Opinion: Back in Touch

Physical contact, vital to our mental health, was in short supply during the pandemic — but Americans’ aversion to touch existed long before COVID-19.


photo by Jess Daninhirsch

Physical touch is an important, but overlooked, component of relationships.

Sally Cho, Co-Editor-in-Chief

A handshake. A high five. A pat on the back. A head against a shoulder. A hug.

These are all simple, normal acts of physical touch that we don’t really give a second thought to. Touch is the simplest form of human communication, existing long before any language did. It can be used to express all sorts of things whether that be sympathy, sportsmanship, or love. 

Though it seems nothing to dwell on, physical touch actually holds a very important part in our mental health. In fact, there is even a term for lacking in physical touch–touch starvation.

Of course, with the COVID-19 pandemic, we have all collectively gone through a period of touch starvation. In fact, my view on touch changed because of the pandemic.

Growing up, I was not a very touchy person. Sure, I would’ve liked a hug from a friend every once in a while, but I never felt the need to act upon it. However, the isolation that came with the COVID-19 pandemic completely changed my view on touch.

Not being able to physically be present with another human being takes a toll on mental health. As public life started to re-open, I realized it was ridiculous that I believed I couldn’t use physical touch as a way to show affection to the people I love in my life. If I’m happy to see a friend, I’m going to hug them. If a friend is tired, I’ll gladly lend my shoulder. If a friend is having a rough day, I’ll put an arm around them.

However, I’ve also come to see that touch starvation has existed long before the pandemic. In fact, it’s a cultural issue.

America, more than many other cultures, tends to view any sort of physical touch between people as either romantic or sexual in nature.

For example, I remember an instance where I was holding my friend’s hand when we were on a very steep and tall escalator as she was afraid of heights. A person approached and asked if we were a couple. Now, I wasn’t offended at the thought of being seen as a couple, but it frustrated me as to why a display of comfort to a friend was seen as romantic in nature.

This rings especially true for men, as it is generally seen as less acceptable for males to display affection toward one another, and when they do, they’re often called “gay.” We’ve all seen an awkward photo of two male friends posing together where they’re standing three feet apart with one arm reluctantly around the other’s shoulder, right?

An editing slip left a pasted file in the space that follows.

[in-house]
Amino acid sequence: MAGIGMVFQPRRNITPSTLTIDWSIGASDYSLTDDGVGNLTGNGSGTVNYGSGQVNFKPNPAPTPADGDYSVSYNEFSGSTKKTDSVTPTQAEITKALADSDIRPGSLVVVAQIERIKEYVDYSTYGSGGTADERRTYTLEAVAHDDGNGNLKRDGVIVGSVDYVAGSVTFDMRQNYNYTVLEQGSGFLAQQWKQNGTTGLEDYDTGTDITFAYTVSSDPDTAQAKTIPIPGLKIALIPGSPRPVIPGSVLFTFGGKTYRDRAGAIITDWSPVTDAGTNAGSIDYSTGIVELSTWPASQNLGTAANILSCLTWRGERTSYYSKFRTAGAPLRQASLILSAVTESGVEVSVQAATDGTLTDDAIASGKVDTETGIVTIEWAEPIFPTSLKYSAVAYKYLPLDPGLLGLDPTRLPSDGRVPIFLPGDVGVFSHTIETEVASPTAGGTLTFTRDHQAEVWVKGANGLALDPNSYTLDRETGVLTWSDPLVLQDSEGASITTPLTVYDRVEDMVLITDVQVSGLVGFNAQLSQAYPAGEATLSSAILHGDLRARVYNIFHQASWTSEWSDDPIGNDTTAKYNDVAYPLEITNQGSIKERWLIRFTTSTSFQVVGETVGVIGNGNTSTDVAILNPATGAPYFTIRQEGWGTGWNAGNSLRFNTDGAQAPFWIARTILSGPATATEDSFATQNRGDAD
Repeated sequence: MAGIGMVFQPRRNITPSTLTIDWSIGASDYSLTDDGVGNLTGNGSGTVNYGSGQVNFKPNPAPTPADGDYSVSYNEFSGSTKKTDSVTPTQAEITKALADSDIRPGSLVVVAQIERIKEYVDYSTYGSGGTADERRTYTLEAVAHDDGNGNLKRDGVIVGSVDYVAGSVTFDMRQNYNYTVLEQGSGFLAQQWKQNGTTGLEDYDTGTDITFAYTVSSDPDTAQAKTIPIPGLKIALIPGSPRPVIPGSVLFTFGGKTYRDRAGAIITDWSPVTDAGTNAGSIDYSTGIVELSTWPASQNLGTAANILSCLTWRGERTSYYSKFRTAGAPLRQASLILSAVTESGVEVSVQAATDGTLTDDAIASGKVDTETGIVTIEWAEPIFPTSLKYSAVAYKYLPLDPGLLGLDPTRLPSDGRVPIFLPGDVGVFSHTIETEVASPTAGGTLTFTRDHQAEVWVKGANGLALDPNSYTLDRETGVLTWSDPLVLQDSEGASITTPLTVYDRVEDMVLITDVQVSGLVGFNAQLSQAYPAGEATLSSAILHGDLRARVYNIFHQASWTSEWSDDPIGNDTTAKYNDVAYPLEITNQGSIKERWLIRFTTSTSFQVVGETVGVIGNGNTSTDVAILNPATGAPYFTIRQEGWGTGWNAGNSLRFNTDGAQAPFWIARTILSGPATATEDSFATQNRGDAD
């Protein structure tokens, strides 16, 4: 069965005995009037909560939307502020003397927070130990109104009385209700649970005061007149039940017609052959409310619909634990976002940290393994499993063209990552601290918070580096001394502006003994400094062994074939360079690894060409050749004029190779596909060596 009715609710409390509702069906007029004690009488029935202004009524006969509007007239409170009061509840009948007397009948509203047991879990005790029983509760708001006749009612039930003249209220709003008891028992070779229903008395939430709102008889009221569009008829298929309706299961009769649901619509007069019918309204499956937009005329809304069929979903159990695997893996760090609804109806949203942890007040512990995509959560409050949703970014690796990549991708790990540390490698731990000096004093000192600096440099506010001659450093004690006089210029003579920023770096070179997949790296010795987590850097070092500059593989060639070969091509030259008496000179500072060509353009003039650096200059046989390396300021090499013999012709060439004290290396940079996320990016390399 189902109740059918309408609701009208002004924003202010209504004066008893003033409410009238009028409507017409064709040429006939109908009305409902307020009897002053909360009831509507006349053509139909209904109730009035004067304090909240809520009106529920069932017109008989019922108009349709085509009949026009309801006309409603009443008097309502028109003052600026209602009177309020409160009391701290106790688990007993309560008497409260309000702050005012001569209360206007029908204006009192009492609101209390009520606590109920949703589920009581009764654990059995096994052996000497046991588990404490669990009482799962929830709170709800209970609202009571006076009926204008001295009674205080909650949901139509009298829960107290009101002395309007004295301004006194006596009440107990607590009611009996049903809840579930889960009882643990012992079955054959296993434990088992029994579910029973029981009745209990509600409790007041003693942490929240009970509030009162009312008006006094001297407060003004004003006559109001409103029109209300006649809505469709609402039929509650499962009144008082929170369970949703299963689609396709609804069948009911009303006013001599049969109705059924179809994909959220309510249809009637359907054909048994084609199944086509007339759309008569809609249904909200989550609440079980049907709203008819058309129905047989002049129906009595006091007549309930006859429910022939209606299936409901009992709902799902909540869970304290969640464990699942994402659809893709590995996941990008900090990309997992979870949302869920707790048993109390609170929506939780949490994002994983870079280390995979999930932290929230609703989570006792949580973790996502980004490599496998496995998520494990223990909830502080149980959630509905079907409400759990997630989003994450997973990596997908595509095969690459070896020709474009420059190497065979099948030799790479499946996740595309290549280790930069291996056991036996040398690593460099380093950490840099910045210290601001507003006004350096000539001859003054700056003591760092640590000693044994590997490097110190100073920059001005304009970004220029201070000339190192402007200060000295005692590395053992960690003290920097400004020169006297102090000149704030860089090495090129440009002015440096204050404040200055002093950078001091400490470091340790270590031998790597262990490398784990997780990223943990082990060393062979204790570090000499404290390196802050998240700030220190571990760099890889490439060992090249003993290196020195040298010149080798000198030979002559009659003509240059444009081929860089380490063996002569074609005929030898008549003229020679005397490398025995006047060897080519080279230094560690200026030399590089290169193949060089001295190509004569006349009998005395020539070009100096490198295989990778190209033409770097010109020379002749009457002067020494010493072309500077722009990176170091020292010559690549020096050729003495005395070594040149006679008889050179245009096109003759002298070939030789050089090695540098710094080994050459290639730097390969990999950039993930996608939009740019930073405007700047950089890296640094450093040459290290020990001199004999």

Just as an example, in South Korea, where I spent the first seven years of my life, it’s common and accepted to see friends walking down the streets holding hands or linking arms without it being seen as romantic. 

Author Anna Broadway, who observed the platonic touch between people during her travels to 40 countries, writes that “three different men in Tanzania held my hand, all in the context of crossing a busy street or otherwise helping ensure my safety.”

America’s collective view of physical touch as inherently romantic needs to change. By doing so, we are depriving ourselves of one of the most basic and important components to our mental and even physical health.

We are not always involved in romantic relationships, so if we save touch strictly for romantic relationships, we are going to be missing out on a lot of touch.  Additionally, there is nothing wrong with showing your platonic or familial love for another through touch. Why do we form such deep emotional bonds with people but not allow ourselves to express that bond through something as simple as a hug?

“Human beings are wired to touch and be touched. When a child is born, that is how they bond with their mother—through touch,” said Asim Shah, M.D., Professor and Executive Vice Chair of the Menninger Department of Psychiatry at Baylor College of Medicine. 

Though it may seem unlikely, touch actually has benefits for physical health. Touch stimulates pressure receptors beneath the skin, sending electrical signals to the vagus nerve, which regulates breathing, blood pressure, and heart rate.

But it’s more important to reiterate that touch has benefits for mental health, too. Affectionate touch releases serotonin.

“Serotonin is the body’s natural antidepressant and antipain chemical,” Director of the Touch Research Institute at the University of Miami Miller School of Medicine Tiffany Field said.

Even without exact science, it is easy to see how the lack of a physical manifestation of love and affection can lead to negative feelings.

Of course, people have different boundaries when it comes to physical touch. Some may not be comfortable with a hug from a friend, and others may not want any sort of touch at all unless from a romantic partner. Others’ boundaries should always be respected.

However, if you desire physical affection but feel that it goes beyond the norm, know that it is a perfectly normal and healthy thing to desire, show, and receive. Showing love should never be constricted by societal norms.

As psychiatrist and biobehavioral scientist at the University of California, Los Angeles Steve Cole puts it, “Touch is the most powerful safety signal of togetherness.”